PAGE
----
To the extent that API violated a duty of good faith and fair dealing, such duty was imposed solely by the construction contract, and not by any other provision of law. Accordingly, API was entitled to summary judgment on this tort claim.
4. Count 6 -- OCGA 13-6-11
. With respect to her claim for attorney fees and expenses of litigation under OCGA 13-6-11
, Wynn contends that API has been stubbornly litigious and caused her unnecessary trouble and expense in defending against her "claim for the return of her earnest money and other damages associated with [API's] breach of the contract." However, when
the only asserted basis for a recovery of attorney fees is either stubborn litigiousness or the causing of unnecessary trouble and expense, there is not any evidence to support an award pursuant to the statute if a bona fide controversy clearly exists between the parties. 15
Several cases suggest that an award under OCGA 13-6-11
is unauthorized if there is a bona fide controversy as to any claim asserted by a plaintiff in the litigation. For example, we held in Ralston v. Etowah Bank 16
that the existence of a controversy regarding the issue of punitive damages precluded an award of attorney fees, notwithstanding the fact that summary judgment had been granted against the defendant on the plaintiff's claim for negligence. In Modern Woodmen of America v. Crumpton, 17
we held that there was no basis for finding that the defendant was stubbornly litigious with respect to the plaintiff's breach of contract claim, since there was a bona fide controversy regarding the plaintiff's tort and punitive damage claims. As discussed above, with respect to certain of Wynn's claims, not only was there a bona fide controversy, but API was actually entitled to summary judgment on such claims. Thus, regardless of whether there is any bona fide controversy as to the breach of contract claim, it is at least arguable that an award under OCGA 13-6-11
would be precluded.
In any event, even if we consider simply the claim for breach of contract, there is a genuine dispute as to whether Wynn breached the contract by refusing to purchase the property or whether API breached the contract by failing to construct the house properly. Wynn's refusal to purchase the property was apparently based on API's unwillingness to rebuild the rear wall in order to correct a small bow, which Arias testified was not a structural problem and could be remedied cosmetically. The construction agreement provided that API could retain the earnest money as liquidated damages if Wynn failed to consummate the transaction despite API's performing all of its obligations under the agreement. Such liquidated damages provisions have been held to be enforceable by the seller where the buyer refuses to perform under a construction contract. 18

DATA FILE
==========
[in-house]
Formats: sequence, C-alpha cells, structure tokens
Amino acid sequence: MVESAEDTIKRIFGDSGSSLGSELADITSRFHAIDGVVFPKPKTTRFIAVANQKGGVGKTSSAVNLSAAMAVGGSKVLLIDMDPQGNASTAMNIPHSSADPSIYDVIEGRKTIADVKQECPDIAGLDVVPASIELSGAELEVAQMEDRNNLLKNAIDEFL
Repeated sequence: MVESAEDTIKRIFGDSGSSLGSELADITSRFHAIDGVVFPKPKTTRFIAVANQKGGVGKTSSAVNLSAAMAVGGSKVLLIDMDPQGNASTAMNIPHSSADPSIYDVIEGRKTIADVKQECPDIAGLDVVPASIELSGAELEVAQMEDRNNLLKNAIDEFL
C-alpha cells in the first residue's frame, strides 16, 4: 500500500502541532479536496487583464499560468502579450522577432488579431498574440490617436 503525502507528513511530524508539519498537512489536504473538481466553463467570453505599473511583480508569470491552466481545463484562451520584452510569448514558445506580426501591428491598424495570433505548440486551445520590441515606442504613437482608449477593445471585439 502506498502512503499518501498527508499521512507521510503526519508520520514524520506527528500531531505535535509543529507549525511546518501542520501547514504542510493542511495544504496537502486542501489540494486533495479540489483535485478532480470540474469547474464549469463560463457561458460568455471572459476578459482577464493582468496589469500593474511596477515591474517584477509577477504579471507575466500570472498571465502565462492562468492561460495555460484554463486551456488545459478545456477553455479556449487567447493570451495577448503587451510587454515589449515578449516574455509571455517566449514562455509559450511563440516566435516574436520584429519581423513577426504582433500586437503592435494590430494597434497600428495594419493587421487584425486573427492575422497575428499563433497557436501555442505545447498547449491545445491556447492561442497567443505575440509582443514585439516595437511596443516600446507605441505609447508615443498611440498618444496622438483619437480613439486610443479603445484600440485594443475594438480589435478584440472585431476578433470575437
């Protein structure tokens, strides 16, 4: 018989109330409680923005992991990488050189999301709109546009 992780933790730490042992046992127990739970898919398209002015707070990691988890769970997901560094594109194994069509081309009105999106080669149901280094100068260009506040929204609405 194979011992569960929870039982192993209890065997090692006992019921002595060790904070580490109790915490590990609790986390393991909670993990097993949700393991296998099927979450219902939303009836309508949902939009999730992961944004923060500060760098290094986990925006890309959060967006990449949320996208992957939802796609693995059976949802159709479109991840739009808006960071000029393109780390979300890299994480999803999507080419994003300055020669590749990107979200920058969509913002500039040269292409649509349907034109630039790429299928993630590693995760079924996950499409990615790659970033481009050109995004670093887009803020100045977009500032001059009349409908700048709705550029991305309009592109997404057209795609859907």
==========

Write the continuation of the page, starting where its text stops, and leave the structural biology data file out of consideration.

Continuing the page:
Because there is a genuine dispute as to which party is responsible for breaching the construction contract, there is a genuine dispute over API's duty to return the earnest money. Accordingly, API was entitled to summary judgment on Wynn's claim for attorney fees and expenses under OCGA 13-6-11
It appears that Wynn's claim for punitive damages is based solely on her contention that API has been stubbornly litigious and put her to unnecessary trouble and expense. Because API is entitled to summary judgment on that issue, as well as on Wynn's tort claims, the only remaining claim is for breach of contract. It is well settled that punitive damages are not available on breach of contract claims. 19
Therefore, API was entitled to summary judgment on the issue of punitive damages.
Case No. A99A2276
5. In her first enumeration, Wynn contends that the trial court erred in considering Arias' summary judgment motion without first ruling on her motion to compel production of certain documents. However,
[t]he record before us does not indicate that [Wynn] moved to continue the hearing on the motion for summary judgment pending a ruling on [her] motion to compel or that [she] otherwise objected to the court's failure to rule on the motion to compel prior to ruling on the motion for summary judgment. [Indeed, Wynn requested that the summary judgment motion be ruled on and denied.] Consequently, [Wynn] has waived the right to assert the court's failure to rule on the motion to compel as error on appeal. 20